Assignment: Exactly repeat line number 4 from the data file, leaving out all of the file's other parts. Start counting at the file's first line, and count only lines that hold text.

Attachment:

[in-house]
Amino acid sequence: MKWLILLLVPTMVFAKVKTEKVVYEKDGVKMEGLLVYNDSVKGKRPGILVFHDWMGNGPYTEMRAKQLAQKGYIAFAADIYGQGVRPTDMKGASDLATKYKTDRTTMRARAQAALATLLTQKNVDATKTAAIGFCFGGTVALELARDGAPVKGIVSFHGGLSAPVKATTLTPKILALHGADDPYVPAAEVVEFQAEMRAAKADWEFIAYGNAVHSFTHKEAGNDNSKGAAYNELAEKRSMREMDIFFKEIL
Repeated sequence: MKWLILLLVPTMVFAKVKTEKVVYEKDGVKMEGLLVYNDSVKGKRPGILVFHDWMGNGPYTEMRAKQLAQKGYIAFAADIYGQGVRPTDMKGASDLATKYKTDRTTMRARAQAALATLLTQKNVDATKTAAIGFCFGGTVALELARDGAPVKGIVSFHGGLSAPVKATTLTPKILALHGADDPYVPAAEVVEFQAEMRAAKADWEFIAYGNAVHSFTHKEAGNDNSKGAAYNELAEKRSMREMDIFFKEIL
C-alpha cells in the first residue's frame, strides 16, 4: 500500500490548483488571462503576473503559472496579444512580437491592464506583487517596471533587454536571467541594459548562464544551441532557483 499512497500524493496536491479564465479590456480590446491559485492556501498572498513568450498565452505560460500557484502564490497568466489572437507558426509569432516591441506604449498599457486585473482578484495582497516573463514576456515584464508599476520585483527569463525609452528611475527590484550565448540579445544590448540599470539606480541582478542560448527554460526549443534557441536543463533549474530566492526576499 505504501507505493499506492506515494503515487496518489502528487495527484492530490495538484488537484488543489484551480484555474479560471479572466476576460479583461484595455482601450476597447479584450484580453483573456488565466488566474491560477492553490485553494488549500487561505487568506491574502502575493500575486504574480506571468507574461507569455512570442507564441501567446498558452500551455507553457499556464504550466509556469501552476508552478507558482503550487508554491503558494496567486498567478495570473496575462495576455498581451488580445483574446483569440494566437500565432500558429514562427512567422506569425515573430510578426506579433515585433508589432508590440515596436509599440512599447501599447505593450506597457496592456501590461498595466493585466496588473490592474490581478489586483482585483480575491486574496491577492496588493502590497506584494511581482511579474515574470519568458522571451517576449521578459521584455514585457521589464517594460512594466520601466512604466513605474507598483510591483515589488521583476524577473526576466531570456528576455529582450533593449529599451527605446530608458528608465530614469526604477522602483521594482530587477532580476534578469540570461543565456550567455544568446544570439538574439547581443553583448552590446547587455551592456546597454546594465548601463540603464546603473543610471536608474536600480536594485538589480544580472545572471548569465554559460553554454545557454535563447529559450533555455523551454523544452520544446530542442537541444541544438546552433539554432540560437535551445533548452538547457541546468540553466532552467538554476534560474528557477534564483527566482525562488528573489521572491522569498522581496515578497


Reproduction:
C-alpha cells in the first residue's frame, strides 16, 4: 500500500490548483488571462503576473503559472496579444512580437491592464506583487517596471533587454536571467541594459548562464544551441532557483 499512497500524493496536491479564465479590456480590446491559485492556501498572498513568450498565452505560460500557484502564490497568466489572437507558426509569432516591441506604449498599457486585473482578484495582497516573463514576456515584464508599476520585483527569463525609452528611475527590484550565448540579445544590448540599470539606480541582478542560448527554460526549443534557441536543463533549474530566492526576499 505504501507505493499506492506515494503515487496518489502528487495527484492530490495538484488537484488543489484551480484555474479560471479572466476576460479583461484595455482601450476597447479584450484580453483573456488565466488566474491560477492553490485553494488549500487561505487568506491574502502575493500575486504574480506571468507574461507569455512570442507564441501567446498558452500551455507553457499556464504550466509556469501552476508552478507558482503550487508554491503558494496567486498567478495570473496575462495576455498581451488580445483574446483569440494566437500565432500558429514562427512567422506569425515573430510578426506579433515585433508589432508590440515596436509599440512599447501599447505593450506597457496592456501590461498595466493585466496588473490592474490581478489586483482585483480575491486574496491577492496588493502590497506584494511581482511579474515574470519568458522571451517576449521578459521584455514585457521589464517594460512594466520601466512604466513605474507598483510591483515589488521583476524577473526576466531570456528576455529582450533593449529599451527605446530608458528608465530614469526604477522602483521594482530587477532580476534578469540570461543565456550567455544568446544570439538574439547581443553583448552590446547587455551592456546597454546594465548601463540603464546603473543610471536608474536600480536594485538589480544580472545572471548569465554559460553554454545557454535563447529559450533555455523551454523544452520544446530542442537541444541544438546552433539554432540560437535551445533548452538547457541546468540553466532552467538554476534560474528557477534564483527566482525562488528573489521572491522569498522581496515578497